And I say this now because I think this is something that gets particularly focused during Advent. We know what happens at the end of Advent - Christmas! It’s about preparing for the coming of Jesus - even though we know he will come, even though we know that he has come! It’s about preparing for the coming of the Son of Man in glory at the end of time or when his Kingdom is established - though really we may not know what that means, and from today’s Gospel reading it’s pretty certain that Jesus’ first disciples didn’t know either! Advent means literally Coming. But it’s more than that. Advent requires waiting. We need to be patient. And it gives us time to ask what is truly important, what are we waiting for? Christmas is at the end of it, but it isn’t a season that should force us into a desperate sense of frenzied activity just to get everything done. It’s the season instead to ask, will Christ at his coming find us with hearts that are prepared to welcome him? Nothing we do will make Christmas happen. The child Jesus will be born, because he has been born - but are we ready for that birth?

These are things to think about - and, I hope, to talk about and share.

I’ve been taking a first look at Advent Extra, the booklet that quite a number of people in both our parishes have bought. I’ve read a couple of the articles, looked at the pictures, wondered if the “Easy Sudoku” puzzle is really easy enough for me to solve… But I’ve been most touched by looking at the centre spread which is a simple Advent Calendar. It actually starts today, Advent Sunday, not on 1st December like the ones you buy in the shops. It doesn’t have any windows to open, it doesn’t offer any chocolate for a daily treat (or gin or prosecco). But each day it presents a thought. It’s directed at children, so adults might just about be able to grasp what it’s about. “Say ‘yes’ when asked to help,” it suggests for one day. “Play with someone who seems lonely.” “Draw a big heart. Write the names of people you want to pray for during Advent.” And the following day: “Pray for all the people in your heart.” It’s not just for children. It’s something we all need to do. “Think about Mary and Joseph looking for a place to stay. Jesus, thank you for my home...” - we need that spirit of gratitude to be re-kindled in our hearts. And you can try this one: “Sing the song, ‘Little Donkey.’ Think of a name for the donkey.”

Think - use your imagination. Talk - share what is in your heart, with other people and with God.

Having the children of Castleside Primary School with us when we lit the tree at St. John’s was important. There was the joy of their singing beneath the tree - in a way that adults have often lost. And then they led us into the church. Into the altar we have built a crib. It’s covered over again now for Advent, but last Thursday it was opened up and lit. And the children gather round it to sing, “Love came down…” Afterwards, everyone, I think, came up to look into the crib. Here there is love, God reaching out to us, and touching us in the child Jesus when he comes. Are we ready?

As we begin our Advent journey, we hear the call to look again at ourselves and our needs, our faults and failings – but then to recognise the mercy of God, his compassion, his desire to share his love, and to reveal that love in our lives.

Monday, 26 November 2018

Tuesday, 6 November 2018

Monday, 5 November 2018

Refreshing the Spirit


Sorry that this issue of the Parish Magazine is appearing late. It’s entirely due to my taking my “summer holiday” at the end of October (it’s been a complicated sort of year), but at least I managed to top up with sunshine before the holiday itself ended with cloudbursts and thunderstorms.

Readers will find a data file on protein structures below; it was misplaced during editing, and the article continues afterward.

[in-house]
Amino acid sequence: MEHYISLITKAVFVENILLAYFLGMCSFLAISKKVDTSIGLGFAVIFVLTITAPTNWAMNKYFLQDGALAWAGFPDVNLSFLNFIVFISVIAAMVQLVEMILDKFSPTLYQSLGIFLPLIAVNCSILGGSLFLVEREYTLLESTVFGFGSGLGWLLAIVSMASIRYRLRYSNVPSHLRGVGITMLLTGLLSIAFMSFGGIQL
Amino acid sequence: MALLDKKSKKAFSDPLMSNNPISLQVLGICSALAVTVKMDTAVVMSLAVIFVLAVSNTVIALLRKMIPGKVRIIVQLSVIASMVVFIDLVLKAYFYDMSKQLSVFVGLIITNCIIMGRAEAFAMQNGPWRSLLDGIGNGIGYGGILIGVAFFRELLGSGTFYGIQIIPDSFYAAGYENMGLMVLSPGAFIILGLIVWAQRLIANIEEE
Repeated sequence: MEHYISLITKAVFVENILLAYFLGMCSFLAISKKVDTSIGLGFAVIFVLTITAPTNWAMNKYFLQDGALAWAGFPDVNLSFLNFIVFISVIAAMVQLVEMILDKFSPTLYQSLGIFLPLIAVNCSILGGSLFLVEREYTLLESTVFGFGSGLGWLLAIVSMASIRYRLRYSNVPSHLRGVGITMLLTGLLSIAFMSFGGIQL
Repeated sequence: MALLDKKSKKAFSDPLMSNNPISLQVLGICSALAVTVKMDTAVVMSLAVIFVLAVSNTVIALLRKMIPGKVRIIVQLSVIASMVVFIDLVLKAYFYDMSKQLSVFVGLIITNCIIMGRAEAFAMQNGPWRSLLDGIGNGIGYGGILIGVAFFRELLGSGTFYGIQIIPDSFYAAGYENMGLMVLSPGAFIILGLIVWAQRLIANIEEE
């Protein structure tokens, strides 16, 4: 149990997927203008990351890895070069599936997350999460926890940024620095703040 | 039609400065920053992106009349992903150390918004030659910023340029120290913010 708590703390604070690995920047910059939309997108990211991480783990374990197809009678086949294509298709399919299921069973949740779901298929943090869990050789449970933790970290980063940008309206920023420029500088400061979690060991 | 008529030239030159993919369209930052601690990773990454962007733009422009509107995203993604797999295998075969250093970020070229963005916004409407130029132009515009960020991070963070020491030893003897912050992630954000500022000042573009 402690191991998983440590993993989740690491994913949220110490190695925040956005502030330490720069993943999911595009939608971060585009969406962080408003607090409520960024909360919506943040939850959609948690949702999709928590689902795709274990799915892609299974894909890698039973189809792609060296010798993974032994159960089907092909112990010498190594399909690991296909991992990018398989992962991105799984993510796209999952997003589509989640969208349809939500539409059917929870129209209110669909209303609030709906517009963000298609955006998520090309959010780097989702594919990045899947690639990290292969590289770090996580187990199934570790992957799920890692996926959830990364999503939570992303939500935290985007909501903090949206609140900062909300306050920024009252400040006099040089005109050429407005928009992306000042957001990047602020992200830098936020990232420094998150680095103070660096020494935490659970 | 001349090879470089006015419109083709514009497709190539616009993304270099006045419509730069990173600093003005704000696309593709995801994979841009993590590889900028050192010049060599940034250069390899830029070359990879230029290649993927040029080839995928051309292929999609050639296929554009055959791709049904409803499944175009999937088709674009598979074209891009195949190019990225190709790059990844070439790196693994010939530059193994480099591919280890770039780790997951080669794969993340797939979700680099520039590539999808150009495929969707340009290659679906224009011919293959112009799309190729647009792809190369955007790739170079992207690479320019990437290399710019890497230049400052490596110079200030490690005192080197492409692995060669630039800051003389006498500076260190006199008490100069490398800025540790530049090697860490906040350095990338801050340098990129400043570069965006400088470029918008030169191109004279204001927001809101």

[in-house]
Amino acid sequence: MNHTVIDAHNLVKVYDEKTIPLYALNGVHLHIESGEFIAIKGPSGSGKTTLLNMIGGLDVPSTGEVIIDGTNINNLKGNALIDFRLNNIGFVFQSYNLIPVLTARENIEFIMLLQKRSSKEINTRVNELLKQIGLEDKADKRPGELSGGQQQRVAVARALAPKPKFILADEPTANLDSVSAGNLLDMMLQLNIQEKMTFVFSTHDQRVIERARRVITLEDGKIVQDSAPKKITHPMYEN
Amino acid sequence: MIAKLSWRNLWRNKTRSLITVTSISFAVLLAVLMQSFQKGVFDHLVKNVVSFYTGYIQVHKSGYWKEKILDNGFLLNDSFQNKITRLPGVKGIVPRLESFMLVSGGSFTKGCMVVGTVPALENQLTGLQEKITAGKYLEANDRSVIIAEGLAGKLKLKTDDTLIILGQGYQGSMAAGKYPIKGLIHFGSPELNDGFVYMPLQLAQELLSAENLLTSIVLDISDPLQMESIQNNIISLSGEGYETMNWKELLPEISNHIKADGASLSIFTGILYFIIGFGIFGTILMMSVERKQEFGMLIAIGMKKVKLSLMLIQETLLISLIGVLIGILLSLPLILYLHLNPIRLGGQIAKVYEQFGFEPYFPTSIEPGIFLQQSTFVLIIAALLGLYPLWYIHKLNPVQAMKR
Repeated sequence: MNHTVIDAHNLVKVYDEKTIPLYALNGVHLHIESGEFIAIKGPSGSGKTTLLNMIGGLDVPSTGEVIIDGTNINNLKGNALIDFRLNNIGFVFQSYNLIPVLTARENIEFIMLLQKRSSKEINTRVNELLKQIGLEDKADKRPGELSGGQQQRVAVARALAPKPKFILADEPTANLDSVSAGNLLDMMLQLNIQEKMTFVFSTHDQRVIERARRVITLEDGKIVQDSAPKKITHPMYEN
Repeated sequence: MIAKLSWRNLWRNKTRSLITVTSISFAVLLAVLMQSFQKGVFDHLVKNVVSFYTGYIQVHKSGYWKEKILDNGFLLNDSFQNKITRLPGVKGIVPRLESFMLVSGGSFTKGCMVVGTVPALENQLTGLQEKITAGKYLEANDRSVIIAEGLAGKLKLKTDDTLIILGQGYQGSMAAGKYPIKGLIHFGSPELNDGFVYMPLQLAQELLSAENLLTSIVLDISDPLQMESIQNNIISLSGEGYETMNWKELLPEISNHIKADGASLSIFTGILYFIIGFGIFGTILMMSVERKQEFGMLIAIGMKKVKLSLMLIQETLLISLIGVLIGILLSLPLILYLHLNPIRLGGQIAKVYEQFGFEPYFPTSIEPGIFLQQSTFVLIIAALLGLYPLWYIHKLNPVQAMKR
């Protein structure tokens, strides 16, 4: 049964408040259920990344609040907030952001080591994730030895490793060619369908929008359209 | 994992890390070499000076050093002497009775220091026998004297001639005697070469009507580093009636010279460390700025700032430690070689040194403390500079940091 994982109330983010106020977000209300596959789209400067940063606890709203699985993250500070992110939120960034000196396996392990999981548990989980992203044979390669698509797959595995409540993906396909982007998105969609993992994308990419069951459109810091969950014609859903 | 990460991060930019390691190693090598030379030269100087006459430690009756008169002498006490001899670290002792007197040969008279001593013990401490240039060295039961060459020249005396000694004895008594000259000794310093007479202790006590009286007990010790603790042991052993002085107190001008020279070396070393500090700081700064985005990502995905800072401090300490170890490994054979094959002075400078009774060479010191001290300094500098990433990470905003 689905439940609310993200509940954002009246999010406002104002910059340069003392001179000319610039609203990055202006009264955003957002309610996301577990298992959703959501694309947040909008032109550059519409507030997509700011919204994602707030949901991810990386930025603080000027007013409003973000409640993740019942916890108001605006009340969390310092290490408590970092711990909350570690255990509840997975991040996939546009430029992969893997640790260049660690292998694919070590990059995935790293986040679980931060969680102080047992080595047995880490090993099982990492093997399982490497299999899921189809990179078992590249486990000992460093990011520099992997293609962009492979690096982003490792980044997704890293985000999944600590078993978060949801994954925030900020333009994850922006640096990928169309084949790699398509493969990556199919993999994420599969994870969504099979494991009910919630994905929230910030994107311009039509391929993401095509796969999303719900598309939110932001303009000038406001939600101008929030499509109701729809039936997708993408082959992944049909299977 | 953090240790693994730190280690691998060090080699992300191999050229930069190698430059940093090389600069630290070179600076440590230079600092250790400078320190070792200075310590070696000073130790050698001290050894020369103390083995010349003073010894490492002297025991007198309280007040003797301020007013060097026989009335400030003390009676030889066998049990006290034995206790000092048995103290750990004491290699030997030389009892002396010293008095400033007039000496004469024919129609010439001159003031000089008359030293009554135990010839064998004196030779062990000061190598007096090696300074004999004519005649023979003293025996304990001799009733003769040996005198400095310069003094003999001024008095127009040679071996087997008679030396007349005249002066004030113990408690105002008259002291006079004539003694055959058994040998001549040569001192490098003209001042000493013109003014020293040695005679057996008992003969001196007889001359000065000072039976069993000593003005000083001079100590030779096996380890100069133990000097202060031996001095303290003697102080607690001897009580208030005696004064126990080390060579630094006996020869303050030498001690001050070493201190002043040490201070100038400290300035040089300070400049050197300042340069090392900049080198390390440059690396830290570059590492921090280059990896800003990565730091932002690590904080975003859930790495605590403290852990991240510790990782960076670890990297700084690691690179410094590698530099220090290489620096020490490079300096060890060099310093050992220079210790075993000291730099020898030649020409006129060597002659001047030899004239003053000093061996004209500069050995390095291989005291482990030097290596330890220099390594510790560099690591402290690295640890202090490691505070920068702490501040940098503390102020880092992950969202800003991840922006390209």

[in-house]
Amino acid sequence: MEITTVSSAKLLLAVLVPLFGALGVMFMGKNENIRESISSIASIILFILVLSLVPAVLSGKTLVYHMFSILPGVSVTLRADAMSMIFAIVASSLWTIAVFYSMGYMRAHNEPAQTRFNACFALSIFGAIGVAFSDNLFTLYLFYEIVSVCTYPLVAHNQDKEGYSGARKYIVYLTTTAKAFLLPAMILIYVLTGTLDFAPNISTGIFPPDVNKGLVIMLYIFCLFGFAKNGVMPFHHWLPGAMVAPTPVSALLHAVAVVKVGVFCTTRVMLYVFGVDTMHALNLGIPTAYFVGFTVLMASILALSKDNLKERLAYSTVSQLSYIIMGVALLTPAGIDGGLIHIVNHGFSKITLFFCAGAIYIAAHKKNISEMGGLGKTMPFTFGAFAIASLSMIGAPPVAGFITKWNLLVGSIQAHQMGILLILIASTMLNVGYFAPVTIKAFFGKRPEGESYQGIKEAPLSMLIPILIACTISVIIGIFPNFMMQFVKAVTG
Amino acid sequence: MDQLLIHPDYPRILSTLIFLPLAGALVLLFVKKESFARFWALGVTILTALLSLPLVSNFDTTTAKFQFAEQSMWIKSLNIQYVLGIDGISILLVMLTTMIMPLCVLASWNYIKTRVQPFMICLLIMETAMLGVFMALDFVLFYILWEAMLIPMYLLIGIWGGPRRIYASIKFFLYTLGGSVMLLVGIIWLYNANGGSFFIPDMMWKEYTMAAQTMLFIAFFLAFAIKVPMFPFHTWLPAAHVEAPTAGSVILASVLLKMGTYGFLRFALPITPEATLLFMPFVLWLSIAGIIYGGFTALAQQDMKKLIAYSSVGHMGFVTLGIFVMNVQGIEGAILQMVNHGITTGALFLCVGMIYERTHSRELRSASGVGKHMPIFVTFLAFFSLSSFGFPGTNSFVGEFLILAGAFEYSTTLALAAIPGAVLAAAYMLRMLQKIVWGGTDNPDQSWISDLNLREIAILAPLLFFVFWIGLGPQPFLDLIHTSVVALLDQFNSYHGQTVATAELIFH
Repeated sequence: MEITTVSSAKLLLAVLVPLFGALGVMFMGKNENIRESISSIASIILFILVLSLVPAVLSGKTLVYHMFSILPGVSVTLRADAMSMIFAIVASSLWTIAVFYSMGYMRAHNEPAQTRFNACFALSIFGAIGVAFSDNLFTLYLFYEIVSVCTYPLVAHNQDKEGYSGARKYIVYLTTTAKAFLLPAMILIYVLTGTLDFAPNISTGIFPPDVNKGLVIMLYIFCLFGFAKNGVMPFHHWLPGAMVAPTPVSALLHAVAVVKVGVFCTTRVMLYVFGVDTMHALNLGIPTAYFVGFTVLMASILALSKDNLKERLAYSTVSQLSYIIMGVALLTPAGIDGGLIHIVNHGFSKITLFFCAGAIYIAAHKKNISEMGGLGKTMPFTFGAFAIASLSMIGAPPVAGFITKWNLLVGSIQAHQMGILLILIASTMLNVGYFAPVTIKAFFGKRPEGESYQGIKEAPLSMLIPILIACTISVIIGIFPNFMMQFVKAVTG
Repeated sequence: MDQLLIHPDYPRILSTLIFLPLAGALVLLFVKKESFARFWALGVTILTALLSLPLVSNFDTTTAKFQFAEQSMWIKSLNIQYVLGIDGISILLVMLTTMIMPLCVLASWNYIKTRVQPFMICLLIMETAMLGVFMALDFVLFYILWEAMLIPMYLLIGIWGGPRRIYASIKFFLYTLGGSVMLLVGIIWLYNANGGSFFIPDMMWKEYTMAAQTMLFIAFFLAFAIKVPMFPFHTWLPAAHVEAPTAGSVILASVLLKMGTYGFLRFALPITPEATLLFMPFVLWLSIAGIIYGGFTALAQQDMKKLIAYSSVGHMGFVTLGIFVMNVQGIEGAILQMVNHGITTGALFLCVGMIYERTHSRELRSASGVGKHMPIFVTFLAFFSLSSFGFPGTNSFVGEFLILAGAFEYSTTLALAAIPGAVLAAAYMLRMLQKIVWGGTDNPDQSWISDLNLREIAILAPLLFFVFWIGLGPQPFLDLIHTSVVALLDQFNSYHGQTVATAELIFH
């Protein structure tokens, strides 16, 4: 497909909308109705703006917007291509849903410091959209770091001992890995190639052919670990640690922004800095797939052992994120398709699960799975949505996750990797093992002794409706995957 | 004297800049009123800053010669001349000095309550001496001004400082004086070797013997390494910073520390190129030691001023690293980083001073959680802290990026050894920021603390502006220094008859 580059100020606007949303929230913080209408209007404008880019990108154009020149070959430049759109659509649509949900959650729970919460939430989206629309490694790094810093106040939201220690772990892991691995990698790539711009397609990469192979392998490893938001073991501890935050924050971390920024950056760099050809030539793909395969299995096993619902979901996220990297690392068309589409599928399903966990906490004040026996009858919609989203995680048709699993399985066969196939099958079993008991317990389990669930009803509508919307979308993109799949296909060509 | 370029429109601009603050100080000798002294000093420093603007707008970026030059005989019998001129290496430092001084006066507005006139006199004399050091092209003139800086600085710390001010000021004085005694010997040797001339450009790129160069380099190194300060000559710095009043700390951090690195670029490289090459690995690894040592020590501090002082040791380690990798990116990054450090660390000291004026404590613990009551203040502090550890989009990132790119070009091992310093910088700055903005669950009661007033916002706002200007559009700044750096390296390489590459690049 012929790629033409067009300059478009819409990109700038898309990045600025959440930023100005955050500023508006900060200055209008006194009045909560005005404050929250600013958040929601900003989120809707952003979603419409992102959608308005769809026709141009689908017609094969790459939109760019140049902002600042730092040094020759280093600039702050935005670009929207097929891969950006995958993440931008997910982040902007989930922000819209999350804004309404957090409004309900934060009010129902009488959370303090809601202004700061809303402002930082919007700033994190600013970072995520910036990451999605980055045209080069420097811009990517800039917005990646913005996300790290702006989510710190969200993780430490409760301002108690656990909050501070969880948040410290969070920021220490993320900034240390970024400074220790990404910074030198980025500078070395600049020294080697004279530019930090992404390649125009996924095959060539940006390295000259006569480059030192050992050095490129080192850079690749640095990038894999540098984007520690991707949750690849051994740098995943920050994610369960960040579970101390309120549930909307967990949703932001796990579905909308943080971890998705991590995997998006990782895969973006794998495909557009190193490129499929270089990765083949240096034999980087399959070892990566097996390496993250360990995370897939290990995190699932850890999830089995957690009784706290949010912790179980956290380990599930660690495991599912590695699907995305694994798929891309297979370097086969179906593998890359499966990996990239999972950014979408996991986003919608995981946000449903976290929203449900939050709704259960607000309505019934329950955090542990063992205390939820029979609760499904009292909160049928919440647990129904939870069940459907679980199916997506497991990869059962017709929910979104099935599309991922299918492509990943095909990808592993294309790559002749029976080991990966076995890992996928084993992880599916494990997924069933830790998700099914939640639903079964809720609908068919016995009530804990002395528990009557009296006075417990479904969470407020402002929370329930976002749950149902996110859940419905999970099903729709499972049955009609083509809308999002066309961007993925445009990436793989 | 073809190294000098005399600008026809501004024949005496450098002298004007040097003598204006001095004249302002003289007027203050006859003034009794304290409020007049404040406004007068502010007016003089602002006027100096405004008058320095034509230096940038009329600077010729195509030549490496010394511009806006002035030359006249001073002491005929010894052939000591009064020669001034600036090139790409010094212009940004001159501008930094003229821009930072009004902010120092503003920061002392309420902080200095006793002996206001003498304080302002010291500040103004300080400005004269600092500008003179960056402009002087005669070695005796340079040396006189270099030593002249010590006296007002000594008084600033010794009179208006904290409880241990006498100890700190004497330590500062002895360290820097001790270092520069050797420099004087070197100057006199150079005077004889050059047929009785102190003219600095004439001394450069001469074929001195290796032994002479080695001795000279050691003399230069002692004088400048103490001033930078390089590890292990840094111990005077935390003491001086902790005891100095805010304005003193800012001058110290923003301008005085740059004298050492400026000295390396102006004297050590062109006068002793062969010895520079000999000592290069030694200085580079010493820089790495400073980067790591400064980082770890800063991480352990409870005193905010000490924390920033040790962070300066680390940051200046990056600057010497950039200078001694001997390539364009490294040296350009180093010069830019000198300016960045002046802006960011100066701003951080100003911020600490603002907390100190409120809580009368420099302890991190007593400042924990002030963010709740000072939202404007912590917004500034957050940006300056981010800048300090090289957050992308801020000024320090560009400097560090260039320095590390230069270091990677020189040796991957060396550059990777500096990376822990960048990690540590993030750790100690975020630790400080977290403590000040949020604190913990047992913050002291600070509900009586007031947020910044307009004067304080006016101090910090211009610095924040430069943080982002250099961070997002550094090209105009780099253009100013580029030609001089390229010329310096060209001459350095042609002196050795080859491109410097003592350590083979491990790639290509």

I bring back lots of memories - and things which I need to go over again to see what I made of them: many too many photos - and a notebook full of the accounts of what we did and where we went.

What do I remember most from this visit to Rome? Uppermost in my mind is the experience of going to church! Actually we visited many churches, but there were three places where we joined other Christians in worship. One was the Anglican Centre which is squeezed into a set of rooms in the Doria Pamphili Palace. There’s a wonderful art gallery there too, but you can visit the Centre for free. Go on a Tuesday at 12.45pm and you can usually join in the weekly Eucharist which is followed by prosecco and lunch. The chapel was packed - and interesting folks turn up, this time including a pilgrim party from the Church of Norway.

We went to Vespers as well at the Cistercian Abbey of Tre Fontane - after a day of tramping around looking at things it was good just to sit and stand as the monks did the hard work of prayer. But the place I keep going back to is the Church of Santa Maria in Trastevere, one of the oldest churches of Rome. I spoke last Sunday about the sermon - what I managed to hear, despite not being able to understand most of the language. But the worship is still more. It’s helped by the beauty of the place. But it’s grounded in the offering of prayer and the faith from which it stems. It’s a place of welcome. Children particularly play a part - simply by being there. One week it was First Communion candidates who were put to work as acolytes, joining en masse in white robes with candles. The next Sunday they welcomed cubs and scouts - who kept their caps on in church; half of them found themselves deployed with candles. And during the Gloria and Gospel Alleluia many of the congregation ring bells (they seem to bring their own). But all of it ties in with a great spirit of joy.

That worship stems from faith. The church itself is in the care of the Sant’Egidio Community which works with the poor and homeless - and more widely promotes peace and reconciliation. Its members meet each evening at 8.30pm to pray - but first they go onto the streets and feed the poor. Round the corner they run a restaurant ‘Gli Amici (The Friends) which is run as a partnership between people with learning difficulties, volunteers and professionally trained staff. And it all comes together in the offering of worship - in meeting with Christ.

Where is Christ to be found? In worship, of course - but also in his people. Perhaps it came together most for me as I watched a disabled man who’d prayed devoutly behind us go forward for Holy Communion - and after receiving, he kissed the priest. What was the gift? Who was the giver?
Martin Jackson

From the November issue of St. Cuthbert's Parish Magazine - find it on this link